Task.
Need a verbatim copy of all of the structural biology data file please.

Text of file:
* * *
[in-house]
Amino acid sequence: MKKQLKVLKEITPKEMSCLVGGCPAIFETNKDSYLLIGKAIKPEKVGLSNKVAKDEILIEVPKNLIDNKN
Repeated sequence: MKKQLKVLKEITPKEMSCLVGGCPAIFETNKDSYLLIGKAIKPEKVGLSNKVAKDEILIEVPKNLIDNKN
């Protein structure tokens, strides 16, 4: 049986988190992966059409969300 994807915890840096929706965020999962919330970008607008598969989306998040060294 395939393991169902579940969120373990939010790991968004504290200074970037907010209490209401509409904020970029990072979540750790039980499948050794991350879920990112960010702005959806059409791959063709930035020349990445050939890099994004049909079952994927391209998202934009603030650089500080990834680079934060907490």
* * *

[in-house]
Amino acid sequence: MKKQLKVLKEITPKEMSCLVGGCPAIFETNKDSYLLIGKAIKPEKVGLSNKVAKDEILIEVPKNLIDNKN
Repeated sequence: MKKQLKVLKEITPKEMSCLVGGCPAIFETNKDSYLLIGKAIKPEKVGLSNKVAKDEILIEVPKNLIDNKN
């Protein structure tokens, strides 16, 4: 049986988190992966059409969300 994807915890840096929706965020999962919330970008607008598969989306998040060294 395939393991169902579940969120373990939010790991968004504290200074970037907010209490209401509409904020970029990072979540750790039980499948050794991350879920990112960010702005959806059409791959063709930035020349990445050939890099994004049909079952994927391209998202934009603030650089500080990834680079934060907490």